May was Short Story Month, so over the past few weeks, in addition to sampling a few anthologies, I decided to tackle all of Seanan McGuire’s Toby stories/novellas. Some highlights:
“Through This House” — in between Late Eclipses and One Salt Sea, Toby enters the abandoned knowe of Goldengreen for the first time since solving Evening Winterrose’s murder. But the knowe isn’t exactly welcoming to its new countess — found in the anthology Home Improvement: Undead Edition (subtitle: “Tales of haunted home repair and surreal estates”). Certainly a unique premise for a short story collection, and it’s not just the typical house ghosts. There are Buddhist spirits monitoring an ancient cave’s restoration, wizards installing home security systems, vampires (Charlaine Harris is one of the editors), and more.
“Rat-catcher” and “Forbid the Sea” — First is the short, bittersweet account of Tybalt’s rise to the throne in Londinium’s Court of Fogbound Cats. The second story is set ten years later, when the lonely king takes an impromptu vacation and meets a traveling selkie named Dylan. But as we’ve seen throughout the Daye series, relationships with selkies seem fated to end in heartbreak. It’s stories like these that show the best of McGuire’s style, much more subtle than in the Toby novels (as fun as those are).
Fantastic Alice, ed. Margaret Weis. Wonderland meets the “real” world. Modern folk find their problems answered either by visits from Lewis Carroll’s characters, or by being transported to Wonderland themselves. Picture the Cheshire Cat as an apartment guard animal, or a Cheshire-esque con artist in Hollywood. I only read the first few stories before the general tone got a bit too gloomy for my taste. Note: contains mature themes/situations.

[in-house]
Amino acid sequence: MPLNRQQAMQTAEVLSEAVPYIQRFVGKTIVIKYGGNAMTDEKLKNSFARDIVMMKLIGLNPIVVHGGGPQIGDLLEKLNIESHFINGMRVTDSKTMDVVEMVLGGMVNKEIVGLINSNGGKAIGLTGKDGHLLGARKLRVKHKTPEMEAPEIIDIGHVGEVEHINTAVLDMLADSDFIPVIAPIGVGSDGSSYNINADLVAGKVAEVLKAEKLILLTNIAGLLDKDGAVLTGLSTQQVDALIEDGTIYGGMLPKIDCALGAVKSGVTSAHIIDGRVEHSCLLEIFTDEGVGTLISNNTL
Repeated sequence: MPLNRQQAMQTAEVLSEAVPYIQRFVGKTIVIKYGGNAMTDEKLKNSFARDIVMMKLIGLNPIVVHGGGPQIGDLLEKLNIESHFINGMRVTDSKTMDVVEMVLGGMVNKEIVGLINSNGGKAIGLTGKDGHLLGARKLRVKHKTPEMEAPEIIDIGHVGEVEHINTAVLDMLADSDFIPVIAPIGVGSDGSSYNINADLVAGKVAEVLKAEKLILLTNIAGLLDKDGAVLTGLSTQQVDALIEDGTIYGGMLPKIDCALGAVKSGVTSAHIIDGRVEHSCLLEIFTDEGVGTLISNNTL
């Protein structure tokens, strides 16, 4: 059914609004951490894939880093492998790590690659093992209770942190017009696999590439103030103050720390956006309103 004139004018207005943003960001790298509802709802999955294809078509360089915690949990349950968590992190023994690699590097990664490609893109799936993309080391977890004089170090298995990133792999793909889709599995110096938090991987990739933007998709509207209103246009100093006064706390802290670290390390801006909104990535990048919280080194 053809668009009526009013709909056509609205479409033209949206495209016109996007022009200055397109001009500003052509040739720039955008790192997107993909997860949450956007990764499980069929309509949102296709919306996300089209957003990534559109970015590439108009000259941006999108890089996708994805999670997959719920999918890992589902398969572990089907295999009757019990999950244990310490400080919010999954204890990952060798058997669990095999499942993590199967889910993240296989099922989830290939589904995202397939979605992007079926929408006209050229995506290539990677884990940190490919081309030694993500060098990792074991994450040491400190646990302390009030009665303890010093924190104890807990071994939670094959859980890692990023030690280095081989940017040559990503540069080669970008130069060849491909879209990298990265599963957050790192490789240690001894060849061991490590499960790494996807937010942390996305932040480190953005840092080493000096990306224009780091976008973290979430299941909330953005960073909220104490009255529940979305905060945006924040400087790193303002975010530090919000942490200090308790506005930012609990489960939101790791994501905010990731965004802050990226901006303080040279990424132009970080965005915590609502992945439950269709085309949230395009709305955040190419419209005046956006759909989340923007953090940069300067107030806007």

“Never Shines the Sun” and “The Fixed Stars” — two Luidaeg stories. The first shows Annie’s first encounter with the child October Daye, before Toby’s first Choice. The second is set many hundreds of years in the past, during a battle between the merlins and the Firstborn. I would’ve liked more from the latter — more background, more info on who/what the merlins are and how they fit into McGuire’s Faerie. And I would’ve liked to actually see Oberon, Titania, and/or Maeve first-hand.
Did you participate in Short Story Month? What were some of your favorites?